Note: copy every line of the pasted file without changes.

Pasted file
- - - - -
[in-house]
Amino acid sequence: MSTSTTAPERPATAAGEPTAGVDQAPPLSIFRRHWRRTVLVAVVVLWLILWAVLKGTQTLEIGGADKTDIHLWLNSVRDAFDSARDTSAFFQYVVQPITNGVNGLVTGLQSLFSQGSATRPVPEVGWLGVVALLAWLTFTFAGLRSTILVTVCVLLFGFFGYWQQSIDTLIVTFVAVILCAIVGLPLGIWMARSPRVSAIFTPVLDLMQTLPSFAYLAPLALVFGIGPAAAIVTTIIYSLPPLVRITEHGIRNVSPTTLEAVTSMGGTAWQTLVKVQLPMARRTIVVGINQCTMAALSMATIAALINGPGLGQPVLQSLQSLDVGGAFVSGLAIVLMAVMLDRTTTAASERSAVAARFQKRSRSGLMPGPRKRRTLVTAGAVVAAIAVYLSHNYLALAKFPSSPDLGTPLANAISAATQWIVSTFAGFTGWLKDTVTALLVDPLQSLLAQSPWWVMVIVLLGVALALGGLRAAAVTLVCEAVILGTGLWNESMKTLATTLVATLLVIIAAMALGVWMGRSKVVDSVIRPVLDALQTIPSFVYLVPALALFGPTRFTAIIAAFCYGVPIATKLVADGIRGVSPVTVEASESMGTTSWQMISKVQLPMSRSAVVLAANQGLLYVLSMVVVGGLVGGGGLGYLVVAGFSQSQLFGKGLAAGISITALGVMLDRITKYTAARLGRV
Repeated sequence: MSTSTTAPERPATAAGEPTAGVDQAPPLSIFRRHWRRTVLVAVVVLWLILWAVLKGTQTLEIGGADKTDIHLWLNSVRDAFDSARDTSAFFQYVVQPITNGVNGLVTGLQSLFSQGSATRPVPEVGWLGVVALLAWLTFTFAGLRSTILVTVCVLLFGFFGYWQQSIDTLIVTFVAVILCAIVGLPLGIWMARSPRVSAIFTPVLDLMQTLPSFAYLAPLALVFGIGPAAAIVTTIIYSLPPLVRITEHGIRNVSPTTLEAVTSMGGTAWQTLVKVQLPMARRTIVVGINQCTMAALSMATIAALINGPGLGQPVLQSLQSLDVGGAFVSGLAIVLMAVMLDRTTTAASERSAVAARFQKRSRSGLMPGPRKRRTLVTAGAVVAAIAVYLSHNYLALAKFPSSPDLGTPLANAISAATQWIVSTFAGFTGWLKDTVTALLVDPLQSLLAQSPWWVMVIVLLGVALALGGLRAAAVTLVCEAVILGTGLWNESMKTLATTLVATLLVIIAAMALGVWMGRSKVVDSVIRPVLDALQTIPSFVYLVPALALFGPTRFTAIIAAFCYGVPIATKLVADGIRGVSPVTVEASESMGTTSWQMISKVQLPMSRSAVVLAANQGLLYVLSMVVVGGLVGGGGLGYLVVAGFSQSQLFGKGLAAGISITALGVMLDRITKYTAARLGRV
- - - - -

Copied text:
[in-house]
Amino acid sequence: MSTSTTAPERPATAAGEPTAGVDQAPPLSIFRRHWRRTVLVAVVVLWLILWAVLKGTQTLEIGGADKTDIHLWLNSVRDAFDSARDTSAFFQYVVQPITNGVNGLVTGLQSLFSQGSATRPVPEVGWLGVVALLAWLTFTFAGLRSTILVTVCVLLFGFFGYWQQSIDTLIVTFVAVILCAIVGLPLGIWMARSPRVSAIFTPVLDLMQTLPSFAYLAPLALVFGIGPAAAIVTTIIYSLPPLVRITEHGIRNVSPTTLEAVTSMGGTAWQTLVKVQLPMARRTIVVGINQCTMAALSMATIAALINGPGLGQPVLQSLQSLDVGGAFVSGLAIVLMAVMLDRTTTAASERSAVAARFQKRSRSGLMPGPRKRRTLVTAGAVVAAIAVYLSHNYLALAKFPSSPDLGTPLANAISAATQWIVSTFAGFTGWLKDTVTALLVDPLQSLLAQSPWWVMVIVLLGVALALGGLRAAAVTLVCEAVILGTGLWNESMKTLATTLVATLLVIIAAMALGVWMGRSKVVDSVIRPVLDALQTIPSFVYLVPALALFGPTRFTAIIAAFCYGVPIATKLVADGIRGVSPVTVEASESMGTTSWQMISKVQLPMSRSAVVLAANQGLLYVLSMVVVGGLVGGGGLGYLVVAGFSQSQLFGKGLAAGISITALGVMLDRITKYTAARLGRV
Repeated sequence: MSTSTTAPERPATAAGEPTAGVDQAPPLSIFRRHWRRTVLVAVVVLWLILWAVLKGTQTLEIGGADKTDIHLWLNSVRDAFDSARDTSAFFQYVVQPITNGVNGLVTGLQSLFSQGSATRPVPEVGWLGVVALLAWLTFTFAGLRSTILVTVCVLLFGFFGYWQQSIDTLIVTFVAVILCAIVGLPLGIWMARSPRVSAIFTPVLDLMQTLPSFAYLAPLALVFGIGPAAAIVTTIIYSLPPLVRITEHGIRNVSPTTLEAVTSMGGTAWQTLVKVQLPMARRTIVVGINQCTMAALSMATIAALINGPGLGQPVLQSLQSLDVGGAFVSGLAIVLMAVMLDRTTTAASERSAVAARFQKRSRSGLMPGPRKRRTLVTAGAVVAAIAVYLSHNYLALAKFPSSPDLGTPLANAISAATQWIVSTFAGFTGWLKDTVTALLVDPLQSLLAQSPWWVMVIVLLGVALALGGLRAAAVTLVCEAVILGTGLWNESMKTLATTLVATLLVIIAAMALGVWMGRSKVVDSVIRPVLDALQTIPSFVYLVPALALFGPTRFTAIIAAFCYGVPIATKLVADGIRGVSPVTVEASESMGTTSWQMISKVQLPMSRSAVVLAANQGLLYVLSMVVVGGLVGGGGLGYLVVAGFSQSQLFGKGLAAGISITALGVMLDRITKYTAARLGRV